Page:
Loss of home and the disruption of familiar routines are deeply stressful experiences for both adults and children. However, children often face additional challenges due to their limited understanding of the situation. Therefore, to avoid deep stress, we try to distract the children, conduct various workshops, come up with different scenes involving the children themselves so that they also feel safe,” she said.

Athletes’ support 

Kazakhstan’s renowned athletes did not stand aside either. Sergey Tsyrulnikov, a Kazakh athlete with four Guinness World Records also traveled to Uralsk to assist.

Sergey Tsyrulnikov evacuated pets in the flooded areas. Photo credit: Tsyrulnikov’s Instagram page

“I was in the United States when the floods began, and the first thing I did was provide financial assistance. After returning, I immediately went to Uralsk with Dala Kyran, a public youth organization,” he said.

Tsyrulnikov said that he spent three days there helping to build the dam and evacuate animals.

“On the first and last day, we helped lay sandbags and built protective dams. We started at 9 a.m. and worked until 9 p.m. Specialists from the Ministry of Emergency Situations took over at night, ensuring work continued around the clock,” he said.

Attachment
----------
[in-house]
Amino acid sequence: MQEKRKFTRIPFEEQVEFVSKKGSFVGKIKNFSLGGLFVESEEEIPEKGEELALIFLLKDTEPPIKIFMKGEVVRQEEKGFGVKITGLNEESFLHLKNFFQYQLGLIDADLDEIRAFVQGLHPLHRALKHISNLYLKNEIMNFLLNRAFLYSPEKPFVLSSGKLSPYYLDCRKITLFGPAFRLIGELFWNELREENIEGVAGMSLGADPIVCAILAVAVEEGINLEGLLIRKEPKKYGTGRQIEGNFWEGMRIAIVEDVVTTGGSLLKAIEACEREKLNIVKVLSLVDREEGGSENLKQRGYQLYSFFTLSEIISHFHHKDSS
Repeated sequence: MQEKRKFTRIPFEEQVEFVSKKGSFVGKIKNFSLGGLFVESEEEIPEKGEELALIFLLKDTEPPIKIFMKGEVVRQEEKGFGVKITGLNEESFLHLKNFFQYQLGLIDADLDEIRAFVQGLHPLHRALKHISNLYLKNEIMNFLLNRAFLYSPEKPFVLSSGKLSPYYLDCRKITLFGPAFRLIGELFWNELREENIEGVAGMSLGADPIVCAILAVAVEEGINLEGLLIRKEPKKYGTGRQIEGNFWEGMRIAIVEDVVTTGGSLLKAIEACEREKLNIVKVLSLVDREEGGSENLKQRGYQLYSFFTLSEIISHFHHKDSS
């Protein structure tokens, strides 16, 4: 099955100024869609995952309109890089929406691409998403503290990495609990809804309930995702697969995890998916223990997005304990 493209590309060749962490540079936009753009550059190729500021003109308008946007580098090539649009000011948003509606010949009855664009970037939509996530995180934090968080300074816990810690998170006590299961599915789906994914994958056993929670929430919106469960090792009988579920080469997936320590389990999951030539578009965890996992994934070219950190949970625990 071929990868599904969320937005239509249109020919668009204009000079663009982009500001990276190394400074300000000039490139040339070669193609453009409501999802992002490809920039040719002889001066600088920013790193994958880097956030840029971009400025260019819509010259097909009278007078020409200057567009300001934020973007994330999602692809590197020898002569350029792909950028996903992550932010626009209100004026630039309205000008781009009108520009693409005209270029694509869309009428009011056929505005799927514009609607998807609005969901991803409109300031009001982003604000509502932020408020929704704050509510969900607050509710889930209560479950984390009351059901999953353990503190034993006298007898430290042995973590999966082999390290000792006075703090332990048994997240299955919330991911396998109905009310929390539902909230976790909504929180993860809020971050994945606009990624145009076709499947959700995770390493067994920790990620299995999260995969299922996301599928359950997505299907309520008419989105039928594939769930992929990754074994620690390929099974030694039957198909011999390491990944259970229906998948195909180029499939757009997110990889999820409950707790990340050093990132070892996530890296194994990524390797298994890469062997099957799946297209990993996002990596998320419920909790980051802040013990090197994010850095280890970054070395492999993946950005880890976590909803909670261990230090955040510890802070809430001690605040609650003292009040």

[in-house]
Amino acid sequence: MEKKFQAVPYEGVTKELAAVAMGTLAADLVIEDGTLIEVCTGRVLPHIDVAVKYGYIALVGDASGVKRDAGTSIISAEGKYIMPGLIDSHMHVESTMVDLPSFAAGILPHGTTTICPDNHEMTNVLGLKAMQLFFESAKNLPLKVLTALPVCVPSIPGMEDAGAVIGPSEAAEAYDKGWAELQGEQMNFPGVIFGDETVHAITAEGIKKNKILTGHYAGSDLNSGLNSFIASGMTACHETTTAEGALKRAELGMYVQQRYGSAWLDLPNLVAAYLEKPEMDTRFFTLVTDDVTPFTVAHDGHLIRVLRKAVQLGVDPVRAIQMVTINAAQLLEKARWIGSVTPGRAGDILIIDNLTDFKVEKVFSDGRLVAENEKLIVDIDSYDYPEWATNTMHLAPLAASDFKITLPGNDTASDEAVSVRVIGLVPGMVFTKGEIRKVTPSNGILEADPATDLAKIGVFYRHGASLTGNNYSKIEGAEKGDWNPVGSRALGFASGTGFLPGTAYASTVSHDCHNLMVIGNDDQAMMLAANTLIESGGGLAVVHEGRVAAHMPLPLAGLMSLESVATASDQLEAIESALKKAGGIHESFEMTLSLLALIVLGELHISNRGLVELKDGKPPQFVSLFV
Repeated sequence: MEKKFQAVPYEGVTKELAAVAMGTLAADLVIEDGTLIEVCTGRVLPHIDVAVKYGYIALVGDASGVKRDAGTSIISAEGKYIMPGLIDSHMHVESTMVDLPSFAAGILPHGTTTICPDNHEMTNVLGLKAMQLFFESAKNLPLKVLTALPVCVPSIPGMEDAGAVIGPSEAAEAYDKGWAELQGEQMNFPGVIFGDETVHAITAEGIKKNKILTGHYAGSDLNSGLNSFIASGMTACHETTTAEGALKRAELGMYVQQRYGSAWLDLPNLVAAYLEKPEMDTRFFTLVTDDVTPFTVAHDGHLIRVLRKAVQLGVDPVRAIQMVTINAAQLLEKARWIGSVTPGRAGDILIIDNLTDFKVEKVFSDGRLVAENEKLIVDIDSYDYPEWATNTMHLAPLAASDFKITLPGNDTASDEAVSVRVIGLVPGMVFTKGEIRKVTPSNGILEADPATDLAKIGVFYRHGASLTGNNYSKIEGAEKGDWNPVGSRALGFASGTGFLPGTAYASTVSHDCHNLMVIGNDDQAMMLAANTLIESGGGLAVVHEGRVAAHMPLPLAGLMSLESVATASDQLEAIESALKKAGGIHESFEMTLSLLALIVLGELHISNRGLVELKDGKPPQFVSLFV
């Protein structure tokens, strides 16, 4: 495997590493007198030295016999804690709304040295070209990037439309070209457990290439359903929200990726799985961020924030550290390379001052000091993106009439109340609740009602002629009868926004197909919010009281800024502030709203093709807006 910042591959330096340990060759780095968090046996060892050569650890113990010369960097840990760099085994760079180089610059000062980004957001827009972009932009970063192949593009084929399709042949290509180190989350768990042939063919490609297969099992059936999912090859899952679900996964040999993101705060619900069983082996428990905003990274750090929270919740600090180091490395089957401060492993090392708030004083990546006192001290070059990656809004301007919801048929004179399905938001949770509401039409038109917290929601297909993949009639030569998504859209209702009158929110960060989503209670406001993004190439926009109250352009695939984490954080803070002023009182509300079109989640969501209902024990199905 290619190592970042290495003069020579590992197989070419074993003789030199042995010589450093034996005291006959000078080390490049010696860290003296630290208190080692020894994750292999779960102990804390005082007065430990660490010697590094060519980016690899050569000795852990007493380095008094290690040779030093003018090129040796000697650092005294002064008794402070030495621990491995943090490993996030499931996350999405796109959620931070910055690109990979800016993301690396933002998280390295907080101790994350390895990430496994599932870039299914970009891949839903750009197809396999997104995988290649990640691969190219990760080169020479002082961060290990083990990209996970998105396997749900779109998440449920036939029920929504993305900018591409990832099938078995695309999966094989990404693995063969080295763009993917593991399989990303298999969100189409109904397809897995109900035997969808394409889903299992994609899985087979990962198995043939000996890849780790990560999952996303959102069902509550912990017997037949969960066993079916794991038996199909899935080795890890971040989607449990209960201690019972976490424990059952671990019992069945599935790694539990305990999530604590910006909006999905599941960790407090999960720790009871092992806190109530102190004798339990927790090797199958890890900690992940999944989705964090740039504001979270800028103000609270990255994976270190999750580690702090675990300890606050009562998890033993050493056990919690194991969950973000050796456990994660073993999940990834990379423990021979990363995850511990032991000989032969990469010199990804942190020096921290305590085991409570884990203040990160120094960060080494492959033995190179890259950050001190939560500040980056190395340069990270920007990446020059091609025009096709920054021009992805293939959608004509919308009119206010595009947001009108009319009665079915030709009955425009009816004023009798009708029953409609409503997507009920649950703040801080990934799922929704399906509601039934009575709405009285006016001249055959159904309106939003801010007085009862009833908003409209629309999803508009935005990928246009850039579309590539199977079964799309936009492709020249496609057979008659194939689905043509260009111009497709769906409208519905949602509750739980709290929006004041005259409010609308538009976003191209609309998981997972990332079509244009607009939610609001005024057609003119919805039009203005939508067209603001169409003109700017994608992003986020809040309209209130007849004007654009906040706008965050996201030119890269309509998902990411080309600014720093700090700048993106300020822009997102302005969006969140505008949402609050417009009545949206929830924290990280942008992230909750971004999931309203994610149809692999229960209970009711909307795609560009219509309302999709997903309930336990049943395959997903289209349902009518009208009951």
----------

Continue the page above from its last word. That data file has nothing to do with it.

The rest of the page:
Tsyrulnikov emphasized that all residents in the flooded areas were evacuated, but unfortunately, they could not take their pets with them, leading to their involvement in the animal evacuations as well.

“We found animals in various places, some in the water, some on elevations. They all behaved obediently, non-aggressively. At times, we had five to seven cats and dogs in one boat,” he said.

“It was heartening to see everyone working together, regardless of age, social status, or gender, side by side. The fishing community played a significant role by bringing their boats and providing assistance. Several well-known athletes, including Daniyar Yeleusinov, who was preparing for a fight at the time, also joined in to lend their support,” Tsyrulnikov added. 

Get The Astana Times stories sent directly to you! Sign up via the website or subscribe to our Twitter, Facebook, Instagram, Telegram, YouTube and Tiktok!